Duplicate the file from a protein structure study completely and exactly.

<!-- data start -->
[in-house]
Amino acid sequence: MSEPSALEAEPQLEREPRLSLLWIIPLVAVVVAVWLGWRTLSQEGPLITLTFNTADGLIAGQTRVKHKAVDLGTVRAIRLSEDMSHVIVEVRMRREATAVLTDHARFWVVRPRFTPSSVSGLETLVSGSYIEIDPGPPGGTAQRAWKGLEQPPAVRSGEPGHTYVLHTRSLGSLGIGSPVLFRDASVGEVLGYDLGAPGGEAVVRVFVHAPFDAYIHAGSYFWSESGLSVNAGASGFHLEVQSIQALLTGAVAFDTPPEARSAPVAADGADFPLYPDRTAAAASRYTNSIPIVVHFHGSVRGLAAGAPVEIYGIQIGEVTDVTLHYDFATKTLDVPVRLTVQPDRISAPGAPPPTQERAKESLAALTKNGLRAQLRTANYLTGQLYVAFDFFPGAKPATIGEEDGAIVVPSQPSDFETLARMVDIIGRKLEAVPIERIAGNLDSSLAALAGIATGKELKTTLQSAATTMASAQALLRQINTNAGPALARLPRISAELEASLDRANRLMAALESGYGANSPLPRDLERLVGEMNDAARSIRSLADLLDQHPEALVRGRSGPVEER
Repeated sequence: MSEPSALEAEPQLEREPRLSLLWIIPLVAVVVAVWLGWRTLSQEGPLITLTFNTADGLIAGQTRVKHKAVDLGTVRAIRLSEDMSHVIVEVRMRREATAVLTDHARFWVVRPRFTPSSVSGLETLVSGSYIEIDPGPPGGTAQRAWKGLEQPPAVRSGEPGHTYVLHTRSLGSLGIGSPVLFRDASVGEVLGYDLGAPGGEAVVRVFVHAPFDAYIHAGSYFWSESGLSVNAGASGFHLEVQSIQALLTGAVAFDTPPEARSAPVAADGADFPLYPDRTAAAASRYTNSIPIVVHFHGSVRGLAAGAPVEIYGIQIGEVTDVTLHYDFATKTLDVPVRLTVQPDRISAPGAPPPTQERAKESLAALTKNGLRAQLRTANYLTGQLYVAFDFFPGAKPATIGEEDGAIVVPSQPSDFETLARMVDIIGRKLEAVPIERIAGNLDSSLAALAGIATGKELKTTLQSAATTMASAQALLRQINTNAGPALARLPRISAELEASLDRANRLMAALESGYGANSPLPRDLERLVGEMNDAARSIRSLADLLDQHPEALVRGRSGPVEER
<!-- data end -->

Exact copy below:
[in-house]
Amino acid sequence: MSEPSALEAEPQLEREPRLSLLWIIPLVAVVVAVWLGWRTLSQEGPLITLTFNTADGLIAGQTRVKHKAVDLGTVRAIRLSEDMSHVIVEVRMRREATAVLTDHARFWVVRPRFTPSSVSGLETLVSGSYIEIDPGPPGGTAQRAWKGLEQPPAVRSGEPGHTYVLHTRSLGSLGIGSPVLFRDASVGEVLGYDLGAPGGEAVVRVFVHAPFDAYIHAGSYFWSESGLSVNAGASGFHLEVQSIQALLTGAVAFDTPPEARSAPVAADGADFPLYPDRTAAAASRYTNSIPIVVHFHGSVRGLAAGAPVEIYGIQIGEVTDVTLHYDFATKTLDVPVRLTVQPDRISAPGAPPPTQERAKESLAALTKNGLRAQLRTANYLTGQLYVAFDFFPGAKPATIGEEDGAIVVPSQPSDFETLARMVDIIGRKLEAVPIERIAGNLDSSLAALAGIATGKELKTTLQSAATTMASAQALLRQINTNAGPALARLPRISAELEASLDRANRLMAALESGYGANSPLPRDLERLVGEMNDAARSIRSLADLLDQHPEALVRGRSGPVEER
Repeated sequence: MSEPSALEAEPQLEREPRLSLLWIIPLVAVVVAVWLGWRTLSQEGPLITLTFNTADGLIAGQTRVKHKAVDLGTVRAIRLSEDMSHVIVEVRMRREATAVLTDHARFWVVRPRFTPSSVSGLETLVSGSYIEIDPGPPGGTAQRAWKGLEQPPAVRSGEPGHTYVLHTRSLGSLGIGSPVLFRDASVGEVLGYDLGAPGGEAVVRVFVHAPFDAYIHAGSYFWSESGLSVNAGASGFHLEVQSIQALLTGAVAFDTPPEARSAPVAADGADFPLYPDRTAAAASRYTNSIPIVVHFHGSVRGLAAGAPVEIYGIQIGEVTDVTLHYDFATKTLDVPVRLTVQPDRISAPGAPPPTQERAKESLAALTKNGLRAQLRTANYLTGQLYVAFDFFPGAKPATIGEEDGAIVVPSQPSDFETLARMVDIIGRKLEAVPIERIAGNLDSSLAALAGIATGKELKTTLQSAATTMASAQALLRQINTNAGPALARLPRISAELEASLDRANRLMAALESGYGANSPLPRDLERLVGEMNDAARSIRSLADLLDQHPEALVRGRSGPVEER